An official website of the United States government
Here's how you know
A .mil website belongs to an official U.S. Department of Defense organization in the United States.
A lock (lock ) or https:// means you’ve safely connected to the .mil website. Share sensitive information only on official, secure websites.

HomeNewsArticle Display

Medical sergeant seeks commission

VANDENBERG AIR FORCE BASE, Calif. -- A technical sergeant from the 30th Medical Operations Squadron recently began a new chapter in his Air Force career - starting his first day of Officer Training School, at Maxwell Air Force Base, Ala., on March 21.

Tech. Sgt. Cody Leneve, 30th MDOS NCOIC of occupational health, found himself rewarded with the opportunity to commission after the months-long application process.

"I started the application process around June of last year and submitted in September," said Leneve. "My package met the board in October and then they released my acceptance notification in December. It all started when I finished my degree and spoke with various mentors who recommended I pursue this path. I really just had the opportunity and figured it would be a logical next step in my career."

For Leneve's supervisor, his acceptance comes as no surprise and is the culmination of hard-work and perseverance.

"He's a great Airman," said Master Sgt. Denisse Portunato, 30th MDOS bioenvironmental engineering flight chief. "When he first got here he had to not only manage his program but mine as well -- while I was away. He did a great job and during that year, we had 13 awards for our flight and he won the 2014 Air Force Space Command bioenvironmental NCO of the year."

With 14 years of Air Force experience, Leneve began his career working with the high-altitude, all-weather surveillance and reconnaissance aircraft - known as the U-2.

"I joined the Air Force after Sept. 11 and went to basic training in February of 2002," said Leneve. "I became an egress mechanic on the U-2 aircraft and worked on the ejection seats on that aircraft and deployed various times in that position. Eventually, I was retrained into bioenvironmental engineering in 2009. Now I will be working to become a space operations officer."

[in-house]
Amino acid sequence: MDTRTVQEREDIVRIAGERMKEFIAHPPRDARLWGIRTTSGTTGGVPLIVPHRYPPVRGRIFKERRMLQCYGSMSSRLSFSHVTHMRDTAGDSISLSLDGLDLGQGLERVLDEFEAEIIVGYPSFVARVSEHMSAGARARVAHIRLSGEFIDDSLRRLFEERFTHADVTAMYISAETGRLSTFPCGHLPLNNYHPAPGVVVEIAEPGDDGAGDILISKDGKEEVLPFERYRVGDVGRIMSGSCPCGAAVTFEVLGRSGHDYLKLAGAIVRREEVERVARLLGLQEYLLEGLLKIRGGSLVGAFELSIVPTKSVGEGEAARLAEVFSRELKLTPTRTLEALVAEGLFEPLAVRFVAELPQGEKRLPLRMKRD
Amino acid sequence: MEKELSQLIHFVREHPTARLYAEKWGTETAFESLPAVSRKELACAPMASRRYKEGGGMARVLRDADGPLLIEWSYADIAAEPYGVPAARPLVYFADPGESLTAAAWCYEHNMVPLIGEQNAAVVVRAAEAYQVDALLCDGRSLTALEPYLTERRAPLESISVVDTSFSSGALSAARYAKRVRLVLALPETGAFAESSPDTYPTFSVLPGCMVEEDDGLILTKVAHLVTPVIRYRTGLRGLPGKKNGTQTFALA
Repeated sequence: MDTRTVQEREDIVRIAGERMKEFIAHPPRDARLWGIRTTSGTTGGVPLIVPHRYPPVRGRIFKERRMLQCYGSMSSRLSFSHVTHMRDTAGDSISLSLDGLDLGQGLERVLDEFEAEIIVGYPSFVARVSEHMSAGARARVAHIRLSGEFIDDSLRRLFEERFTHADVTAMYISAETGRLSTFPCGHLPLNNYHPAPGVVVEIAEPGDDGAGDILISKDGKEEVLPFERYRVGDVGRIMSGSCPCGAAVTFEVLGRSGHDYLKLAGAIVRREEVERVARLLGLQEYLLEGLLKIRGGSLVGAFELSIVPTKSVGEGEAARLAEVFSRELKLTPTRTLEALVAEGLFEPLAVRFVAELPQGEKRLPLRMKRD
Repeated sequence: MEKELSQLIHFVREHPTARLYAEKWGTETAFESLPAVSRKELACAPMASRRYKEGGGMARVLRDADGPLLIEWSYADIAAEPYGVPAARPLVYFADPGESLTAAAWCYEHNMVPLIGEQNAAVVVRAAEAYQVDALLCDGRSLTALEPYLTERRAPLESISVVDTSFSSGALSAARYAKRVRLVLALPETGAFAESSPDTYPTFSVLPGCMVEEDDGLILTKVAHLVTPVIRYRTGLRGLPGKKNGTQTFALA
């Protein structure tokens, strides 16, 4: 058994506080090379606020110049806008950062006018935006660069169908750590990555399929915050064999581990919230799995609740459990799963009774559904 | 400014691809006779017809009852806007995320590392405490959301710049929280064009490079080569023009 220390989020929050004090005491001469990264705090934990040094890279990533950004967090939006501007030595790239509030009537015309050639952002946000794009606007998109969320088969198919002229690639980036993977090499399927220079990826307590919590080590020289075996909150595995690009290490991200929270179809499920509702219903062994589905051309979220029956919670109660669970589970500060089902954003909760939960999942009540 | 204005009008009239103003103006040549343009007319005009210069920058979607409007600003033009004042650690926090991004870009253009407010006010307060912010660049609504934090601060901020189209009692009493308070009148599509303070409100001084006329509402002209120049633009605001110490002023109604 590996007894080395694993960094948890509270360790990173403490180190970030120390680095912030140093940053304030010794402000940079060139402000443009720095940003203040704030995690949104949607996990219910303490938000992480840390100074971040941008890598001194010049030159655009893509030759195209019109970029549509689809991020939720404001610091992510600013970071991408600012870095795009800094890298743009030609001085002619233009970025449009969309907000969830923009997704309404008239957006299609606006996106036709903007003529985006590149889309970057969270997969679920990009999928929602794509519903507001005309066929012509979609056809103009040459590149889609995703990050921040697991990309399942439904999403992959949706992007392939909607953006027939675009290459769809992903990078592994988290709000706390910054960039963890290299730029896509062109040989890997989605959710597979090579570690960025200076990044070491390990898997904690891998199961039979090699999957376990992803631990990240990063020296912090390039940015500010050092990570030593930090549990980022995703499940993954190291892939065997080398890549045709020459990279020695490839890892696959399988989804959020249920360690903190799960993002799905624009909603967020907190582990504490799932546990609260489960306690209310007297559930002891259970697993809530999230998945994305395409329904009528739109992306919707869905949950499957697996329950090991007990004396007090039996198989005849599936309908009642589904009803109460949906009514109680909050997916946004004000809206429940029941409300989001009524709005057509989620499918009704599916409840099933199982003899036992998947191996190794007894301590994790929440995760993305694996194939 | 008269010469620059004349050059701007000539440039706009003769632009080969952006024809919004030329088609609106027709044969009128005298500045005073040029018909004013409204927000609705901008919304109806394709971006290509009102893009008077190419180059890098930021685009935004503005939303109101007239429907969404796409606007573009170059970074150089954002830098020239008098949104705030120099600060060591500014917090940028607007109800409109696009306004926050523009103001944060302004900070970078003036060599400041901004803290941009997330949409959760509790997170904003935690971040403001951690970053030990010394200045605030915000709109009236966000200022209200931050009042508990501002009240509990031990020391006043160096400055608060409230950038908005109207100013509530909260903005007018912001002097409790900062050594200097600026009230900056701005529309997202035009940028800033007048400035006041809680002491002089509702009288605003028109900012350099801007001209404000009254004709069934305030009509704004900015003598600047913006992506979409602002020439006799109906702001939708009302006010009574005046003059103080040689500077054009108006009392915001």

In addition to a working knowledge of both the mechanical and medical fields, Leneve will commission with a valuable arsenal of supervisory skills accumulated during his years as an NCO.

"I think he will transition well into the officer corps," said Portunato. "His experience will be great because he has seen the mechanical world and the medical world, so he will really be able to interact smoothly with people from both areas. He also has the advantage other lieutenants don't have, in that he's supervised Airmen, he's filled in as a flight chief, and has filled in as the shirt -- so he understands those roles. He really has done it all, which will be extremely helpful for him as an officer. I can see him grooming his peers and helping other lieutenants with some of the ins and outs of the Air Force."

Leneve attributes his success to his wife and mentors who encouraged him to pursue a commission and he hopes to provide the same encouragement to future Airmen interested in following a similar path.

"My wife was one of the ones who pushed me toward this path and I think that was absolutely a huge factor in getting me to this point," said Leneve. "I want to be able to help motivate any Airmen in the future who may want to pursue the same path I did. I think I will be in a great position to do that."